'Ready to Run' (2000)

Ready to Run follows 14-year-old Corrie Ortiz. She dreams of following in her father’s footsteps and becoming a jockey. Given that her dad died in a racing-related accident, her mother is, understandably, hardcore against it.

When Corrie tells her mom that Hector Machado is looking for a new jockey, her mom tells her that she should become a teacher or go into a less dangerous field. But Corrie adamantly tells her, “I can be anything I want to be.”

Corrie is really passionate about riding, and that’s even before she learns she can talk to horses. After the quadrupeds see her freeing a horse in danger of being put down, they begin speaking to her. She earned, as her abuelita said, la confiaza de caballos. (the movie literally translated this to the “confidence of horses,” which is not quite right.) Instead of using her gift to become the queen of the horses, she helps TJ (voiced by Paul Rodriguez), a horse who chokes under pressure. She cleverly figures out that he just needs to block out the noise (the taunts of the kinda bitchy horses), so she puts headphones on him during every race and turns him into a winner.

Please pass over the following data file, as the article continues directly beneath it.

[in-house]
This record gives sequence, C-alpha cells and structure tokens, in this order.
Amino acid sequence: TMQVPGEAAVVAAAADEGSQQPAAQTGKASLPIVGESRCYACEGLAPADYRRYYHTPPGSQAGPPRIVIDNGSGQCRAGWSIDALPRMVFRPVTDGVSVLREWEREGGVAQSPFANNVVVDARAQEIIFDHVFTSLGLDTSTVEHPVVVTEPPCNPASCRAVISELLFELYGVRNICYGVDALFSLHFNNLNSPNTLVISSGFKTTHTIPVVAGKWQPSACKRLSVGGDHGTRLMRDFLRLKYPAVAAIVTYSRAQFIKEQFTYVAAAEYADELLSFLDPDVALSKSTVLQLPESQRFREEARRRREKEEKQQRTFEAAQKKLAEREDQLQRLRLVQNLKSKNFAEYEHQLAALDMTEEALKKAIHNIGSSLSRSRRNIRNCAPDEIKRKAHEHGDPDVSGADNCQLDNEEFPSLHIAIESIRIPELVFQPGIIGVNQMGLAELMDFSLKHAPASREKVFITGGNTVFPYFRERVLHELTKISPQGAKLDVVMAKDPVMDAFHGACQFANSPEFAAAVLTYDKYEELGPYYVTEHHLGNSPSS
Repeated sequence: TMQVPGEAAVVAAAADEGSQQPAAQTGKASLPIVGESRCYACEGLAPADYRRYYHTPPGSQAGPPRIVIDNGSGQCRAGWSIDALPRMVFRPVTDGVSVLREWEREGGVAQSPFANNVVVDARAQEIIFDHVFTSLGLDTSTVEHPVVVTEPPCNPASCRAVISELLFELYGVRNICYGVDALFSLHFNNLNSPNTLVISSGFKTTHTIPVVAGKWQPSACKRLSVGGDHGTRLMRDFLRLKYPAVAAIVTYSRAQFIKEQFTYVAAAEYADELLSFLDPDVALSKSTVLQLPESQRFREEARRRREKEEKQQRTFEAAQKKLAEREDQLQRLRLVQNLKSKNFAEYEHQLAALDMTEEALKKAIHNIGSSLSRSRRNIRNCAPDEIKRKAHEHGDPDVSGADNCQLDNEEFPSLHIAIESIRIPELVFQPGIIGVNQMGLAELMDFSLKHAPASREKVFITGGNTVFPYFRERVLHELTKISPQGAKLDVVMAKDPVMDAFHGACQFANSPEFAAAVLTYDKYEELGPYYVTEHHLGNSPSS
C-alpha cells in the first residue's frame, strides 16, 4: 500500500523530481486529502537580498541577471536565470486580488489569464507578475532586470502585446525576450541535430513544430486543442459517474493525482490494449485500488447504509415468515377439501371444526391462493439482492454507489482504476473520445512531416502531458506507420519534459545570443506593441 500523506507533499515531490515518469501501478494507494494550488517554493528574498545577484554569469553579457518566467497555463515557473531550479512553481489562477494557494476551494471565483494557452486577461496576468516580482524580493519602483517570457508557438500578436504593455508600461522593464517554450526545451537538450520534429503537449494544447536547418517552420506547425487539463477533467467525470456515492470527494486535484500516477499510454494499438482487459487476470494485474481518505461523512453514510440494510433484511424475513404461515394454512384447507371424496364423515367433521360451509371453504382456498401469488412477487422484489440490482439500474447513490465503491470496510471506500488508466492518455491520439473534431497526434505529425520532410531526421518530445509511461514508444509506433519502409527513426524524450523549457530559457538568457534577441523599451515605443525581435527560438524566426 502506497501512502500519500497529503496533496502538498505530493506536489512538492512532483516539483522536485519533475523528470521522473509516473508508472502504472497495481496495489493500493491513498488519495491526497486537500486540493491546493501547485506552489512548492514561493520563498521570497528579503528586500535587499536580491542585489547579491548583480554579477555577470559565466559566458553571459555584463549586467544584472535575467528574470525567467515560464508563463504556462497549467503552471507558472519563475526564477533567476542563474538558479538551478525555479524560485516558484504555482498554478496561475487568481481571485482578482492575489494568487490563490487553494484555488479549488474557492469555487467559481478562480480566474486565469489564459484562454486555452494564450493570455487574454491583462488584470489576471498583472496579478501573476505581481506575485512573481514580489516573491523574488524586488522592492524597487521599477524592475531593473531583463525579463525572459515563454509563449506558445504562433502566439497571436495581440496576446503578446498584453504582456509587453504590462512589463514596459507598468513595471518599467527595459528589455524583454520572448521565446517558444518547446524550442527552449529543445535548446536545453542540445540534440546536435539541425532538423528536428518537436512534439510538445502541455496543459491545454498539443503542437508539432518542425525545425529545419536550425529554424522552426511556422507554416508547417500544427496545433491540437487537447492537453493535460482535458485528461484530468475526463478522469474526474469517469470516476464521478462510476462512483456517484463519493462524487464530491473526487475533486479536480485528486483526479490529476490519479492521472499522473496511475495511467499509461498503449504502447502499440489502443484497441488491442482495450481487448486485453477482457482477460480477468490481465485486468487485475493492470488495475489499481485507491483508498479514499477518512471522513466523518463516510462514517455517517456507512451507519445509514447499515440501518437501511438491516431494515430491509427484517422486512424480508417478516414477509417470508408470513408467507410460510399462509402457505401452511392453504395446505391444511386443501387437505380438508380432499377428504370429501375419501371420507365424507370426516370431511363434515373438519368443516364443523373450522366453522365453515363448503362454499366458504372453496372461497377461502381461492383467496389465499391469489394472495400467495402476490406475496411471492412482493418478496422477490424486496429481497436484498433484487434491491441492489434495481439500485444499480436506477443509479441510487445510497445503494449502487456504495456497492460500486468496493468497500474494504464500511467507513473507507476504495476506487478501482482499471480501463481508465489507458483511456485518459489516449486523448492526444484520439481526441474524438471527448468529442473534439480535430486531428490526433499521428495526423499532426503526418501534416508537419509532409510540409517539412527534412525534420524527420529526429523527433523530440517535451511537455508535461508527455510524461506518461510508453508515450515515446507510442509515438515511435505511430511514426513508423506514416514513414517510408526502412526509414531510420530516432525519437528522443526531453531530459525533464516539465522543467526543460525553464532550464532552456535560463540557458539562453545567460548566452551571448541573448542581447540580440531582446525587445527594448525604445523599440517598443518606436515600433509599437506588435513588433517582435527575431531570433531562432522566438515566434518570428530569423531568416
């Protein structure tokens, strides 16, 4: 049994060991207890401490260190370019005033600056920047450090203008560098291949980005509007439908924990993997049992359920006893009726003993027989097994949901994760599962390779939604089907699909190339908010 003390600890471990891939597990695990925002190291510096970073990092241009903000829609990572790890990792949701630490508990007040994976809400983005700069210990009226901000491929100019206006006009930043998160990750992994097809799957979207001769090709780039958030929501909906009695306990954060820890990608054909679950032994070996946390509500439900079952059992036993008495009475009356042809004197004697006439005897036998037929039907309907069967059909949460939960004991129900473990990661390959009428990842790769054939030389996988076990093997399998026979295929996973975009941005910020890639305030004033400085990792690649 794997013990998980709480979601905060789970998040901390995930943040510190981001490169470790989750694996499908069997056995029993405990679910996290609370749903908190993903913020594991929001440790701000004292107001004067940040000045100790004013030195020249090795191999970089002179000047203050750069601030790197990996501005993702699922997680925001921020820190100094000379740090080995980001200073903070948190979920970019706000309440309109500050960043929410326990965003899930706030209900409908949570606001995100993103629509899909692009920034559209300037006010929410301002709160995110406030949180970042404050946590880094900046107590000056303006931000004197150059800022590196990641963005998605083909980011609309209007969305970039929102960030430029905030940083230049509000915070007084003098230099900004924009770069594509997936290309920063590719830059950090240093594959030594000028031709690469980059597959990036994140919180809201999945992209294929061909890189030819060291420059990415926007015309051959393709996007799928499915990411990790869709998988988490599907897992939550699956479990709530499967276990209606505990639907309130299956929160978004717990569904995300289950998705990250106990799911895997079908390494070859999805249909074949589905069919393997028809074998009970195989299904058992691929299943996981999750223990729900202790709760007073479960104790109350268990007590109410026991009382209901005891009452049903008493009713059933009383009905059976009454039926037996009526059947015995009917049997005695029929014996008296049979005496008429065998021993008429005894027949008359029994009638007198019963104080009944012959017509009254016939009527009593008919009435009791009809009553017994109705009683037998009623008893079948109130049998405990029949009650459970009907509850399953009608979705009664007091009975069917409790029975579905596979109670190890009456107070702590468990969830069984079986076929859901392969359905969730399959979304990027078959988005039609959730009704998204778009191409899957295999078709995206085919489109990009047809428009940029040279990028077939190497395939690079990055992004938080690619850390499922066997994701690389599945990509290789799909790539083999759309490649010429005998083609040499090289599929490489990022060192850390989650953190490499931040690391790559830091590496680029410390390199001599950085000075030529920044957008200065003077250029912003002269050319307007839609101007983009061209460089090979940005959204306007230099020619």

Ready to Run doesn’t get as much shine as other DCOMs, but the fact that Corrie broke into such a male-dominated sport is reason enough to celebrate.


'The Luck of the Irish' (2001)

There’s no other way to say it: The Luck of the Irish was weird. After losing his lucky talisman – entrusted to him as the youngest member of his family, which seems unwise – Kyle starts transforming into a leprechaun. Unbeknownst to him, his mother is Irish and a leprechaun and his dad is a human. Up until this point, his family refused to tell him anything about his background. When he loses his charm, he begins to struggle at life. He also shrinks and his hair turns orange.